By Scott O’Connor.
Gerard Lavelle England Internationalist
St Peters amateur boxing club was first affiliated in the early 1900s and was originally known as Woolwich ABC.
As a club st Peter’s can proudly lay claim as one of the oldest boxing clubs in London.
Looking back one young prospects at the time of the club’s conception was a young boxer named Joe Dempster who had 25 fights between 1910- 1930 with a degree of success .
After retiring as a boxer Joe took the role as head coach at Woolwich ABC, Joe then spent many years coaching young prospects, one of which was his son Pat Dempster who had a very successful amateur career and went on to become an Irish International boxer .
Years later Following his father’s retirement as head coach Pat would walk in his father’s shoe’s once again this time becoming head coach.
Unfortunately During the 1970s Woolwich underwent a period of regeneration and the Woolwich Catholic Social Club was demolished leaving the club homeless with the club needing a new home and luckily they found it when they moved to St Peters junior school on Cresent road Woolwich at which point the club was renamed St Peters ABC.
St Peters has had a successful reign over the years and had produces some excellent amateur talent all of which came from the Woolwich area. These include Lesley Stewart who went on to win the WBA light heavyweight title, Julius Francis who won the British – European – Commonwealth and Lonsdale belts. Another name that is hugely highlighted in the St Peters history is Gerrard Lavelle. Gerrard started his boxing career with St Peters and following huge success went on to become an England International boxer. Gerrard then went on to join the armed forces where he continued his success in his boxing career. After leaving the armed forces he returned to St Peters as a coach and helped to develop many young prospects.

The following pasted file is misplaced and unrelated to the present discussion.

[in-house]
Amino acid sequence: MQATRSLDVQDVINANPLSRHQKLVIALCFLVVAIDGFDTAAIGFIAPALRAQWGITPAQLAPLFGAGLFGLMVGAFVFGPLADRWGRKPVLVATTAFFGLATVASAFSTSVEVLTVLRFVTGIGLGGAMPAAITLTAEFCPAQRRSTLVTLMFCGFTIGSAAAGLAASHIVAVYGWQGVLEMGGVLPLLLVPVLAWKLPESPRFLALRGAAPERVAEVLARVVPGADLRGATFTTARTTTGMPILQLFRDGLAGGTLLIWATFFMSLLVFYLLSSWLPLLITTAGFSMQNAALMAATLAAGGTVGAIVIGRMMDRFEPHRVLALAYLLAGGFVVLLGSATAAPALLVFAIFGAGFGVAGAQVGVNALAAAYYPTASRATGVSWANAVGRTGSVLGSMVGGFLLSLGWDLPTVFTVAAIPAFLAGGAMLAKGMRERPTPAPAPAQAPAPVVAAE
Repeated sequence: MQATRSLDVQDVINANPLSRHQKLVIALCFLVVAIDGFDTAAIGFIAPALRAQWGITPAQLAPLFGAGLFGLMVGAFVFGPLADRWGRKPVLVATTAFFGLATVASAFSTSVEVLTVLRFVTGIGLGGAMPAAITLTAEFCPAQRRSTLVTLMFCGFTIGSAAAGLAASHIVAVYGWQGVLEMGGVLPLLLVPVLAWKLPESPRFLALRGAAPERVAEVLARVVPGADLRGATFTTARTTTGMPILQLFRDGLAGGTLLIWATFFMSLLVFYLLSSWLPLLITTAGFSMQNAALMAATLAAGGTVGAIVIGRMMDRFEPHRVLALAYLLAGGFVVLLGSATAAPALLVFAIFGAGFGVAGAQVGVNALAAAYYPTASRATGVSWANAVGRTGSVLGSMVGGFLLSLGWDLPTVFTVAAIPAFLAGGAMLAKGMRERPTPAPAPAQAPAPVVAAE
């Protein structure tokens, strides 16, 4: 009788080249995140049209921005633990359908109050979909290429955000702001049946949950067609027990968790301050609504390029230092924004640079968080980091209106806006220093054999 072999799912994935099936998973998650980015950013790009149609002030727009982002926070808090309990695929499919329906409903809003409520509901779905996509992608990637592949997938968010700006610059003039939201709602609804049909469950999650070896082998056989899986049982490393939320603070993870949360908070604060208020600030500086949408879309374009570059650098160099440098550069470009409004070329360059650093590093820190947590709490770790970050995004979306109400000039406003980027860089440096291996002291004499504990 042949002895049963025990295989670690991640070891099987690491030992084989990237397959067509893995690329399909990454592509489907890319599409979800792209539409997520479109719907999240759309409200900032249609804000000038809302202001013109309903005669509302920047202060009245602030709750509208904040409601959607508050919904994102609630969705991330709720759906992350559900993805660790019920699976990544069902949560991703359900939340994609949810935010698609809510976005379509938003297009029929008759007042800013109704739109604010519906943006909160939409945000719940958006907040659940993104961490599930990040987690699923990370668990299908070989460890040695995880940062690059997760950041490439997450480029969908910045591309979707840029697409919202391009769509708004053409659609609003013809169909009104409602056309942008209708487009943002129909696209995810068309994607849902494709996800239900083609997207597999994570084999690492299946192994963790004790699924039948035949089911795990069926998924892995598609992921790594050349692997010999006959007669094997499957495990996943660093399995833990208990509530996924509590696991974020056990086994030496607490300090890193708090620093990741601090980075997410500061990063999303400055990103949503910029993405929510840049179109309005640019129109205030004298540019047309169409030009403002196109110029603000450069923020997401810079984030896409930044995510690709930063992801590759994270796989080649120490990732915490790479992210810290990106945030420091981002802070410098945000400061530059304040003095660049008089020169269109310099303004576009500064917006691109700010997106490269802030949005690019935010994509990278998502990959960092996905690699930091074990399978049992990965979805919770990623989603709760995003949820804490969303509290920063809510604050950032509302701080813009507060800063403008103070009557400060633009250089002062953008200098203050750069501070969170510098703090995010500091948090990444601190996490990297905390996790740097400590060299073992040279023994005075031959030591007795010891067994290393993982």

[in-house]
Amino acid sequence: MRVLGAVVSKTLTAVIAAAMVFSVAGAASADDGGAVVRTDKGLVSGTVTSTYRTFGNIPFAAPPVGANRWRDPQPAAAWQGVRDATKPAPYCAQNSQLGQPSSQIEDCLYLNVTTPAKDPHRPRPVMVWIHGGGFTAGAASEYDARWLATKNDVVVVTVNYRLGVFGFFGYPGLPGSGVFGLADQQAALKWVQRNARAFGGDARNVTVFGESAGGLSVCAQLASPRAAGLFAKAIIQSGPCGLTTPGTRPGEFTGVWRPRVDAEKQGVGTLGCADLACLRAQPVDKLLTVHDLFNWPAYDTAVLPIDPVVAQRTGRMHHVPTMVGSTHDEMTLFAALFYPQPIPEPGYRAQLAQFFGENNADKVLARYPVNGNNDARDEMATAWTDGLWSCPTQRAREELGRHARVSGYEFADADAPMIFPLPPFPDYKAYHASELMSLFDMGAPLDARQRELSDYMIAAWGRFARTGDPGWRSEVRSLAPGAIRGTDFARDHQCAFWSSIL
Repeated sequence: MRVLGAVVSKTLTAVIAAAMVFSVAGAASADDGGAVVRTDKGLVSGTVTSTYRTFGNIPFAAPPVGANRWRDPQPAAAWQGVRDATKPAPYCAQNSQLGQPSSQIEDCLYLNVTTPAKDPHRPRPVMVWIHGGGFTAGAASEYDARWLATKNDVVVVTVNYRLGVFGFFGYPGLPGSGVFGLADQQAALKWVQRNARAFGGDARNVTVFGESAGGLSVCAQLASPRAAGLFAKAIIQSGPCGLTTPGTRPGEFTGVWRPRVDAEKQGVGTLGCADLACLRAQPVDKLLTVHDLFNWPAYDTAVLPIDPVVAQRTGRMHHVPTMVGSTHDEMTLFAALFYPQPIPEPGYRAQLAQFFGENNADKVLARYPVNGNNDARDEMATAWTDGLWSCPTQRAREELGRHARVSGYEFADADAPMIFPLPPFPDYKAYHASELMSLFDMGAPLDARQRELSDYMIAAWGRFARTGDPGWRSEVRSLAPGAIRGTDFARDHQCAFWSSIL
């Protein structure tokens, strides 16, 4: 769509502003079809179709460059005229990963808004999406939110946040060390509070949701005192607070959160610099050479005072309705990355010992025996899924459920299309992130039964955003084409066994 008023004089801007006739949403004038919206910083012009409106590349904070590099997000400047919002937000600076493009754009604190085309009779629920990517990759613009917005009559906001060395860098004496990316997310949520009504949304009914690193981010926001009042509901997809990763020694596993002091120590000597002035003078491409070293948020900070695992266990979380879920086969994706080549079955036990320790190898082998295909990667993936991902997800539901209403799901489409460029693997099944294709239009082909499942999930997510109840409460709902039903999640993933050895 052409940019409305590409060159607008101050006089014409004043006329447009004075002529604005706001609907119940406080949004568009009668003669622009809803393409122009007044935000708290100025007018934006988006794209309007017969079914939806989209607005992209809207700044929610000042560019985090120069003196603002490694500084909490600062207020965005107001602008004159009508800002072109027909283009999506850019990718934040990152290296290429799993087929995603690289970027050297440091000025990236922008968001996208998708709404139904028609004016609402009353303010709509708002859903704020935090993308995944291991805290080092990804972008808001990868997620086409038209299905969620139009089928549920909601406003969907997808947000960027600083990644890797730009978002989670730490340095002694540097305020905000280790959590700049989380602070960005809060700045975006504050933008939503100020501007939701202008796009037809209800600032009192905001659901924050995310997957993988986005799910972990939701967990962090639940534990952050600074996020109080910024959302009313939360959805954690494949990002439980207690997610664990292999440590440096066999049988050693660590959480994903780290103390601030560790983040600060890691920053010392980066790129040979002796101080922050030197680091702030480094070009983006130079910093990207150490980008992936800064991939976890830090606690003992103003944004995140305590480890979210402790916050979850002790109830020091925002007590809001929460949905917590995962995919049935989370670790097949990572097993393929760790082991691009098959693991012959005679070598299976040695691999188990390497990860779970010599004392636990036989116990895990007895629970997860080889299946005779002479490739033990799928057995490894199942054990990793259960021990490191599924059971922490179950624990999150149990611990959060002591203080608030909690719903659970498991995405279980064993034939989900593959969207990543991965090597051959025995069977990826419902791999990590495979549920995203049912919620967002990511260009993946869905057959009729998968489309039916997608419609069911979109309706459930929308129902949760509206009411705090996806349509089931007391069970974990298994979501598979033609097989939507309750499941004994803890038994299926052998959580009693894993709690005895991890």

Lesley Stewart WBA light heavyweight champion
Steve Higgins was another of the great prospects to came out of St Peters, Steve met Pat Dempster following some time spent in juvenile prison. Pat set some ground rules for Steve and that was when his boxing career started , He became an excellent amateur and decided to become a licensed professional. Unfortunately, a bad accident left Steve with partial vision in one eye, but undeterred he returned to St Peters and began coaching as he had a strong desire to help others.
Unfortunately Steve retired from his coaching role at the club in 2015, which paved the way for the upcoming coaches being developed at the club.
In 2008 St Peters funding was cut which lead to the club having to relocate again to survive. The new home of St Peters was found and is the same location as today which is St Thomas Church in Charlton. The club continues to thrive and offer opportunities for young people to grow and develop there boxing skills. The club now boasts an impressive membership base from 7-60 years old from all different backgrounds, genders, ethnicities and abilities with a everyone is welcome policy whether they want to competitively box or just get fit.
In 2017 St Peters was awarded a grant to enable the club to buy all new equipment and help the club to grow and prosper in future.
St Peter’s like the vast majority of great boxers in history has witnessed it’s highs and lows and has at times been on the ropes and on the edge of defeat but somehow the fighters spirit always shines through.